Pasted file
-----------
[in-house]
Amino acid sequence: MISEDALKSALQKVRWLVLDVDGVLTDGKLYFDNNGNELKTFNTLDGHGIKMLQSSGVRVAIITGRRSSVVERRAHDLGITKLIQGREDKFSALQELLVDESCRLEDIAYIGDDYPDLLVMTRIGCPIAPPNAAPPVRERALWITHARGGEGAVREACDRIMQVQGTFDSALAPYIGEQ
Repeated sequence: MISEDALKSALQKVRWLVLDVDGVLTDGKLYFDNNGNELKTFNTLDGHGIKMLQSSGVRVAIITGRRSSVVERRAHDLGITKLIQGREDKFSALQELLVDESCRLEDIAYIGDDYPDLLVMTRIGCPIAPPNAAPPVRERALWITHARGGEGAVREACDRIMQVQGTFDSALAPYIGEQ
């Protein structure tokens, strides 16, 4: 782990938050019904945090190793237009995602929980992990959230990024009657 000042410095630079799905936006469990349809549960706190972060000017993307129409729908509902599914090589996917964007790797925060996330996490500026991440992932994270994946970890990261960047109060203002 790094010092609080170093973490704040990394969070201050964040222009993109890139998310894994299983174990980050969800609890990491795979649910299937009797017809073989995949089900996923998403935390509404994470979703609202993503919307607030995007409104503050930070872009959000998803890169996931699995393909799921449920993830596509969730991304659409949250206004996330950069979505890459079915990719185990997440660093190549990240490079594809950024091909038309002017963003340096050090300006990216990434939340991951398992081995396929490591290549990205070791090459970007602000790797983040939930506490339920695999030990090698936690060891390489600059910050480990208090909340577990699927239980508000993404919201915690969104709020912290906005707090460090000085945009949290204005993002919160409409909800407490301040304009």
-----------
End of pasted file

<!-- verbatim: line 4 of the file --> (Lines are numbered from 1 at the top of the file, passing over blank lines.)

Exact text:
């Protein structure tokens, strides 16, 4: 782990938050019904945090190793237009995602929980992990959230990024009657 000042410095630079799905936006469990349809549960706190972060000017993307129409729908509902599914090589996917964007790797925060996330996490500026991440992932994270994946970890990261960047109060203002 790094010092609080170093973490704040990394969070201050964040222009993109890139998310894994299983174990980050969800609890990491795979649910299937009797017809073989995949089900996923998403935390509404994470979703609202993503919307607030995007409104503050930070872009959000998803890169996931699995393909799921449920993830596509969730991304659409949250206004996330950069979505890459079915990719185990997440660093190549990240490079594809950024091909038309002017963003340096050090300006990216990434939340991951398992081995396929490591290549990205070791090459970007602000790797983040939930506490339920695999030990090698936690060891390489600059910050480990208090909340577990699927239980508000993404919201915690969104709020912290906005707090460090000085945009949290204005993002919160409409909800407490301040304009």